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Supreme Court of Ohio

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Title: Supreme Court of Ohio  
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Subject: Paul Pfeifer, Political party strength in Ohio, Sharon L. Kennedy, Brandenburg v. Ohio, Franciscan University murders
Collection: Ohio State Courts, Ohio Supreme Court, State Supreme Courts of the United States
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Supreme Court of Ohio

Ohio Supreme Court
Established 1841
Country Ohio , United States
Location Columbus, Ohio
Composition method Semipartisan election
Authorized by Ohio Constitution
Decisions are appealed to Supreme Court of the United States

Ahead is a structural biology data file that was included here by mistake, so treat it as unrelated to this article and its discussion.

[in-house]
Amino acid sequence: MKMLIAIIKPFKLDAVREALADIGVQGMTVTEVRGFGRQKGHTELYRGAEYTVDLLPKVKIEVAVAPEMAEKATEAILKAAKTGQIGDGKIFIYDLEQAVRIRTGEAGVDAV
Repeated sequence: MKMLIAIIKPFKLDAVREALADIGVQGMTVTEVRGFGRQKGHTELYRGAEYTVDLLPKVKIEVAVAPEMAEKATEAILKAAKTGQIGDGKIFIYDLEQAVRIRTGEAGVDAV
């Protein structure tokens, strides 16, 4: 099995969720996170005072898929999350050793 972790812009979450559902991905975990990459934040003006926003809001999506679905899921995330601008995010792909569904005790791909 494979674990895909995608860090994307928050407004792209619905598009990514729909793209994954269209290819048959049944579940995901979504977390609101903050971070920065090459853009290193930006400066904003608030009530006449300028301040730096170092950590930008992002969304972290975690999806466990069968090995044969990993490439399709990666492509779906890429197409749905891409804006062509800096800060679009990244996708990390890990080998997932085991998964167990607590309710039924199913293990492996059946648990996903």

Judge term length 6 Years
Number of positions 7
Website Official Website
Chief Justice
Currently Maureen O'Connor
Since 2003 (Associate Justice) 2011 (Chief Justice)
Lead position ends 2017
Jurist term ends 2017
The Thomas J. Moyer Ohio Judicial Center

The Supreme Court of Ohio is the highest court in the U.S. state of Ohio, with final authority over interpretations of Ohio law and the Ohio Constitution. The court has seven members, a chief justice and six associate justices, each serving six-year terms. Since 2004, the court has met in the Thomas J. Moyer Ohio Judicial Center (formerly known as the Ohio Departments Building) on the east bank of the Scioto River in downtown Columbus. Prior to 2004, the court met in the James A. Rhodes State Office Tower and earlier in the Judiciary Annex (now the Senate Building) of the Ohio Statehouse.